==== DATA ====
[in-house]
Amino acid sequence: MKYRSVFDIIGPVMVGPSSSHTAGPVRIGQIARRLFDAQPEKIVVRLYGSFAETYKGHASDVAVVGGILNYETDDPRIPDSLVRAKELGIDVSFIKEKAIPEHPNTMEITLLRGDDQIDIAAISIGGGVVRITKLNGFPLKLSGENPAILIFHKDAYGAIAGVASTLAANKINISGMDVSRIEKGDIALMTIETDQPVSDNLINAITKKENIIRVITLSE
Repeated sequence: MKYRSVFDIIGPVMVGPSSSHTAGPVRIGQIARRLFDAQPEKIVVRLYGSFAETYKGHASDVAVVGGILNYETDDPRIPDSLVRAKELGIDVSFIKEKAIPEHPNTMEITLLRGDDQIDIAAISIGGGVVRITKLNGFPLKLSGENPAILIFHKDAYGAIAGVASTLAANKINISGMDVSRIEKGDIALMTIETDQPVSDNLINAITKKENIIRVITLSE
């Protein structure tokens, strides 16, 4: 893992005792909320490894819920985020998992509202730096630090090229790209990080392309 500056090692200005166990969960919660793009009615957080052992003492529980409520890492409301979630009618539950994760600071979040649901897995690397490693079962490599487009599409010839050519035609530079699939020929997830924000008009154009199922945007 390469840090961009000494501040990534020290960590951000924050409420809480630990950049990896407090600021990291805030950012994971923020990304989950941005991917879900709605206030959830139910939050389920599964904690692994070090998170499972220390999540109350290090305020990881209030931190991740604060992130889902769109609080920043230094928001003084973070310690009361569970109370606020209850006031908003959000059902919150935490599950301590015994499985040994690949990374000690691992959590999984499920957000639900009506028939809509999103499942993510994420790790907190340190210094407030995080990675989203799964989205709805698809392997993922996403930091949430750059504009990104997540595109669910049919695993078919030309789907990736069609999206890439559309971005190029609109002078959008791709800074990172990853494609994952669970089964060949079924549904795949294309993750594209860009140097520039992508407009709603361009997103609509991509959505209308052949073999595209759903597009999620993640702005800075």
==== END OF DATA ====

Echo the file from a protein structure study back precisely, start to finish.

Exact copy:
[in-house]
Amino acid sequence: MKYRSVFDIIGPVMVGPSSSHTAGPVRIGQIARRLFDAQPEKIVVRLYGSFAETYKGHASDVAVVGGILNYETDDPRIPDSLVRAKELGIDVSFIKEKAIPEHPNTMEITLLRGDDQIDIAAISIGGGVVRITKLNGFPLKLSGENPAILIFHKDAYGAIAGVASTLAANKINISGMDVSRIEKGDIALMTIETDQPVSDNLINAITKKENIIRVITLSE
Repeated sequence: MKYRSVFDIIGPVMVGPSSSHTAGPVRIGQIARRLFDAQPEKIVVRLYGSFAETYKGHASDVAVVGGILNYETDDPRIPDSLVRAKELGIDVSFIKEKAIPEHPNTMEITLLRGDDQIDIAAISIGGGVVRITKLNGFPLKLSGENPAILIFHKDAYGAIAGVASTLAANKINISGMDVSRIEKGDIALMTIETDQPVSDNLINAITKKENIIRVITLSE
């Protein structure tokens, strides 16, 4: 893992005792909320490894819920985020998992509202730096630090090229790209990080392309 500056090692200005166990969960919660793009009615957080052992003492529980409520890492409301979630009618539950994760600071979040649901897995690397490693079962490599487009599409010839050519035609530079699939020929997830924000008009154009199922945007 390469840090961009000494501040990534020290960590951000924050409420809480630990950049990896407090600021990291805030950012994971923020990304989950941005991917879900709605206030959830139910939050389920599964904690692994070090998170499972220390999540109350290090305020990881209030931190991740604060992130889902769109609080920043230094928001003084973070310690009361569970109370606020209850006031908003959000059902919150935490599950301590015994499985040994690949990374000690691992959590999984499920957000639900009506028939809509999103499942993510994420790790907190340190210094407030995080990675989203799964989205709805698809392997993922996403930091949430750059504009990104997540595109669910049919695993078919030309789907990736069609999206890439559309971005190029609109002078959008791709800074990172990853494609994952669970089964060949079924549904795949294309993750594209860009140097520039992508407009709603361009997103609509991509959505209308052949073999595209759903597009999620993640702005800075």